Well threats of violence and intimidation are illegal in both countries as far as I know and I know some people who like to advocate for terrorist organizations like the KKK like to claim that hate speech is somehow different to a threat but that I doubt the people who are the target of that hate speech feel the same way.

Imagine being Jewish and seeing people walk down the street wearing the symbol of an organization that literally tried to kill your entire race or being black and seeing people openly advocate for the KKK, an organization that has killed thousands of people for no other reason than the colour of their skin. How are those people supposed to feel anything other than intimidated?

Seriously though, is this thread just about American politics? Right now we have a Liberal PM trying to tell a private company how to run it's business in AGL and a deputy PM that may not even be constitutionally elected but all anyone here wants to talk about is the US.
10:57am 11/09/17 Permalink
trog
AGN Admin
Other International
39171 posts
Well threats of violence and intimidation are illegal in both countries as far as I know
Not really in the US; it has to be a clear threat of inciting immediate violence or something (I can't remember offhand but the limitations are narrow).
How are those people supposed to feel anything other than intimidated?
Yes, well, that is the price of freedom - it includes the freedom to be f***wits (hence my comments above that choosing to be a f***wit is something that people should strive not to do).
Seriously though, is this thread just about American politics? Right now we have a Liberal PM trying to tell a private company how to run it's business in AGL and a deputy PM that may not even be constitutionally elected but all anyone here wants to talk about is the US.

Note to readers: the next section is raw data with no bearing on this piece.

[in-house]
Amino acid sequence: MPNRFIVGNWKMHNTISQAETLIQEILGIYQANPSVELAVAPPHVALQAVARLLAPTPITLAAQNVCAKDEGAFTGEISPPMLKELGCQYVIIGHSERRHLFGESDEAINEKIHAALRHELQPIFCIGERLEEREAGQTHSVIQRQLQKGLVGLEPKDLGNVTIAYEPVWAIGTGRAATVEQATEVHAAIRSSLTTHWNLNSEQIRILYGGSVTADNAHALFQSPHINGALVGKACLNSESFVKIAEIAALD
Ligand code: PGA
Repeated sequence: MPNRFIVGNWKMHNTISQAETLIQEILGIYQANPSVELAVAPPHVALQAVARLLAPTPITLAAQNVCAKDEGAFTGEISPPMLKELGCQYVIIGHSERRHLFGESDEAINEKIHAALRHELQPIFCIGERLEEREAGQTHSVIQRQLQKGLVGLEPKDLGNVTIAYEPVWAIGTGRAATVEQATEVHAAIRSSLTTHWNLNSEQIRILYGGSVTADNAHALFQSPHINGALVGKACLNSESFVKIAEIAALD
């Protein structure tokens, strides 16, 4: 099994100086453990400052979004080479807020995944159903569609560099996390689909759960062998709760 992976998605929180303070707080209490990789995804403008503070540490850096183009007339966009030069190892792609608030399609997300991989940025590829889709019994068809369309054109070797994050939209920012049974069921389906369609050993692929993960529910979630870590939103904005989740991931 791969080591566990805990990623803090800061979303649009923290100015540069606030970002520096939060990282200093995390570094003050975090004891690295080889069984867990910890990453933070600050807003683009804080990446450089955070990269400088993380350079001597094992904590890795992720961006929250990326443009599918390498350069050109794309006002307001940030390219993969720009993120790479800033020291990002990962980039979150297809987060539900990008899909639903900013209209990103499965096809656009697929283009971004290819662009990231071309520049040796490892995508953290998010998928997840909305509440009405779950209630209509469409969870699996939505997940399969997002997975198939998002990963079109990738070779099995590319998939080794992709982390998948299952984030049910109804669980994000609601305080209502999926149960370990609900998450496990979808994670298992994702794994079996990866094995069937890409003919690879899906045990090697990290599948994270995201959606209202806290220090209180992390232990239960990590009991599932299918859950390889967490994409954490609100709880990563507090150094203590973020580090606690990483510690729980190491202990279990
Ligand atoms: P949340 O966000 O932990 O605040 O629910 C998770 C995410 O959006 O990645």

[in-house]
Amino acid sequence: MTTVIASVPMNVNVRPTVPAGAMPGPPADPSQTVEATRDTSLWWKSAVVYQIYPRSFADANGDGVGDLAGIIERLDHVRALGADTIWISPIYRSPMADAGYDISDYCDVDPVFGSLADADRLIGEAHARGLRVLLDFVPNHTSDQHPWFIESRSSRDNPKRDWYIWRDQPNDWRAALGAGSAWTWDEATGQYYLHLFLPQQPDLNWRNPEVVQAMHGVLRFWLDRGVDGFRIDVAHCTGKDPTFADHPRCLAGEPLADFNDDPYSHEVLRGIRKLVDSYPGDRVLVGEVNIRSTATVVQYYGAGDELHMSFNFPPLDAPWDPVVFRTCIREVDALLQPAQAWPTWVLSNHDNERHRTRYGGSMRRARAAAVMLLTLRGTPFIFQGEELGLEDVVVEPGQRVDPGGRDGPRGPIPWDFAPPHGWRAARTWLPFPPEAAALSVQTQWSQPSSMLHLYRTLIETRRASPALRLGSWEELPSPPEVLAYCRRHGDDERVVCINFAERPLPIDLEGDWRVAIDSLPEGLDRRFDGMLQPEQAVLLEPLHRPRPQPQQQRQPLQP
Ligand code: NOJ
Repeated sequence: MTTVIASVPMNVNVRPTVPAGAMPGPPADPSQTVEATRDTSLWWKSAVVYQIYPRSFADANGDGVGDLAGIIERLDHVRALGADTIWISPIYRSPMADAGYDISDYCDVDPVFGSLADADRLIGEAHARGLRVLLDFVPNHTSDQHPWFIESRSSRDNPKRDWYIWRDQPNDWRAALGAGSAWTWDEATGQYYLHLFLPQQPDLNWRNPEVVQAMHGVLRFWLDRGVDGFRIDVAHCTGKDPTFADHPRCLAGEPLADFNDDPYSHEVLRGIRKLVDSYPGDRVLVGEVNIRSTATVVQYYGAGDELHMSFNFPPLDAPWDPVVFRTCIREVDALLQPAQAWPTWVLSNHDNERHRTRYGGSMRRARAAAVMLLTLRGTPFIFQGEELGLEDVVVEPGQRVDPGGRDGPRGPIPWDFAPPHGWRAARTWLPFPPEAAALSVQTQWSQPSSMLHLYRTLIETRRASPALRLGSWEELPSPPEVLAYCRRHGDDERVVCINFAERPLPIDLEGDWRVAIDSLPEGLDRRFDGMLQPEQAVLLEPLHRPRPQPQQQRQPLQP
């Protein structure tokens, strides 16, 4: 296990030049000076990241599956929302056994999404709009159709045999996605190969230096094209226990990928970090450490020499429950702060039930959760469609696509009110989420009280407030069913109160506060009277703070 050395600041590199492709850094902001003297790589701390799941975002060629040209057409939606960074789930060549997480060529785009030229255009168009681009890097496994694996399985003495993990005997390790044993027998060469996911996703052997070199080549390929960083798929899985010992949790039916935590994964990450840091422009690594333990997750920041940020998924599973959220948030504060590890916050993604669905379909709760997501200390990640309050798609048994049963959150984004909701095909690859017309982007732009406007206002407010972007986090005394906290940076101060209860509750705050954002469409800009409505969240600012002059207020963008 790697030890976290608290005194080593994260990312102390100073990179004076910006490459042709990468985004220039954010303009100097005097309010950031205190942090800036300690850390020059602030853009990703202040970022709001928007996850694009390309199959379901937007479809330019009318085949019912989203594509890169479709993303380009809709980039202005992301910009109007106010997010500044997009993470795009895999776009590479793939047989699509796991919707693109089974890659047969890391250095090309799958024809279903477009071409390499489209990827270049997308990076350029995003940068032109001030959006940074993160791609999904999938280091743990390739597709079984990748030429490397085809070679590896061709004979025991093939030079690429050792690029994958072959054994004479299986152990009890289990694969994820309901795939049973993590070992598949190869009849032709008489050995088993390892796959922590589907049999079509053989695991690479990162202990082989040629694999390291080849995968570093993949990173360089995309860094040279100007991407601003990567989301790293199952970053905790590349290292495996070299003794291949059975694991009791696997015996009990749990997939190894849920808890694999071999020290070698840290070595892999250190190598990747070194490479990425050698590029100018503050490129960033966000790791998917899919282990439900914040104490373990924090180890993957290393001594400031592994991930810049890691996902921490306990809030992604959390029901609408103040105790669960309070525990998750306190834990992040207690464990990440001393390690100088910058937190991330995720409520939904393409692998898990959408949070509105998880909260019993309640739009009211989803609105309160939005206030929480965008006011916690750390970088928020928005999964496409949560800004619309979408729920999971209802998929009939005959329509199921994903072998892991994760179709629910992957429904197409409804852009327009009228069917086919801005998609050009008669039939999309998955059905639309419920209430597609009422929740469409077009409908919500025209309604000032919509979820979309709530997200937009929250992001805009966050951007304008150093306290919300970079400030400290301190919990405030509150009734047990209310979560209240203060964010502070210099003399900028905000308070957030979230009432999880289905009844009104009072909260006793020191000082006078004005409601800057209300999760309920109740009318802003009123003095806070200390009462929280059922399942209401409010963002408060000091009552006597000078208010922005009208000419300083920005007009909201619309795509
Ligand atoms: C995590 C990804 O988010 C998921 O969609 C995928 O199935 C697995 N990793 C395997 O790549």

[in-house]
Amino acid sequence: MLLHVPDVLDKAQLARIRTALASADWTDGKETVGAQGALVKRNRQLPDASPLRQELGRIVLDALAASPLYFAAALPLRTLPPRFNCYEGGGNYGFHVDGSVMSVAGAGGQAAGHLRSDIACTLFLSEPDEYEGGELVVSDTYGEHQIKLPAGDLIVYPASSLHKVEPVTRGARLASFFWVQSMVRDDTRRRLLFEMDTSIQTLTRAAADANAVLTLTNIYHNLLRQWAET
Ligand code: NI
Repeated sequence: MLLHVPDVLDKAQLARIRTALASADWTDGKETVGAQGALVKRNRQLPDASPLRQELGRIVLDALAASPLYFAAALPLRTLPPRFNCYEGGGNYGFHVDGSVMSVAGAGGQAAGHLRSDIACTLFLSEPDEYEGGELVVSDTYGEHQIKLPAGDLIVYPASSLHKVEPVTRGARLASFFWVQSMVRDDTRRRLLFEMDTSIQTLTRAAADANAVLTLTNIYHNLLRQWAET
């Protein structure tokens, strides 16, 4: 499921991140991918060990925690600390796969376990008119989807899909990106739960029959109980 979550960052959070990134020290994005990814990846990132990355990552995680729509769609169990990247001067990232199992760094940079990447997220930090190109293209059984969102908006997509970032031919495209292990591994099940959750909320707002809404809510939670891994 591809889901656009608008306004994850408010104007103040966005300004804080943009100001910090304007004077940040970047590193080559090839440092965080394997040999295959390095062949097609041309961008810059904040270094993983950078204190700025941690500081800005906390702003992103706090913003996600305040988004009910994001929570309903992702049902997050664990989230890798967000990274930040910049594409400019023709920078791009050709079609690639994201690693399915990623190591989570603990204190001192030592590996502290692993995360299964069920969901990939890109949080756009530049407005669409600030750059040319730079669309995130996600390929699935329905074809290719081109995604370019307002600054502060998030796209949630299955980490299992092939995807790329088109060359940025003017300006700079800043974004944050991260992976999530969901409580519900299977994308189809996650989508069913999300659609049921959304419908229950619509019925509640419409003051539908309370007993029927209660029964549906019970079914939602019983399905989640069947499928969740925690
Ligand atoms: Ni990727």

Fair point but we're not really talking about the US; just the concept of free speech in general. If you want to change the topic, just change the topic, don't keep talking about the old topic :D Let's laugh at the Liberals, that's always fun
05:45pm 11/09/17 Permalink
fpot
Gold Coast, Queensland
26031 posts
11:37pm 11/09/17 Permalink
sLaps_Forehead
Brisbane, Queensland
7715 posts
racist nazi or ?

07:31am 12/09/17 Permalink
Sir Redhat
Sydney, New South Wales
2141 posts
Let's laugh at the Liberals, that's always fun


Yes, lets.

http://www.abc.net.au/cm/rimage/8893144-16x9-large.png?v=2
09:30am 13/09/17 Permalink
Raven
Melbourne, Victoria
9495 posts
Hate Speech in America is protected by the 1st Amendment.


It's important to remember that it is protected to the point that it becomes a suggestion. Speech is protected in the US if it is an idea or a point of view, but the moment it becomes a call-to-arms, a suggestion that people act in an illegal way that may cause harm to other, it ceases to be protected. For example, "I think we should lynch group X" would protected. "I am going to lynch group X" being the statement of intent of an illegal act or "I advise people to lynch group X" being an instruction to perform an illegal act is not protected.
12:17pm 13/09/17 Permalink
FaceMan
Brisbane, Queensland
12889 posts
12:50pm 15/09/17 Permalink
Vash
5533 posts
This country is well on it's way to the s****** (if it isn't there already)
Attempts at forcing the ABC to be more right-wing, by trying to make it more 'fair and balanced' (it already is) and reduction in media ownership laws will ensure a stronger narrative of right leaning policy, something that is bad for everyone, besides the wealthy i suppose.
02:03pm 17/09/17 Permalink
PornoPete
Melbourne, Victoria
2755 posts
those wily corporations. they'll getcha, they'll getcha everytime.

The crab people are coming vash. Better get ready to punch. You know to keep things 'fair and balanced'
05:15pm 17/09/17 Permalink
Sir Redhat
Sydney, New South Wales
2142 posts
Are you talking about the corporations that pay f*** all tax and get a 30 mil handout?

Sounds pretty fair and balanced to me.
06:35pm 17/09/17 Permalink
sLaps_Forehead
Brisbane, Queensland
7716 posts
Mein ABC
06:55pm 17/09/17 Permalink
Vash
218 posts
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07:40pm 17/09/17 Permalink
trog
AGN Admin
Other International
39199 posts
06:35pm 22/09/17 Permalink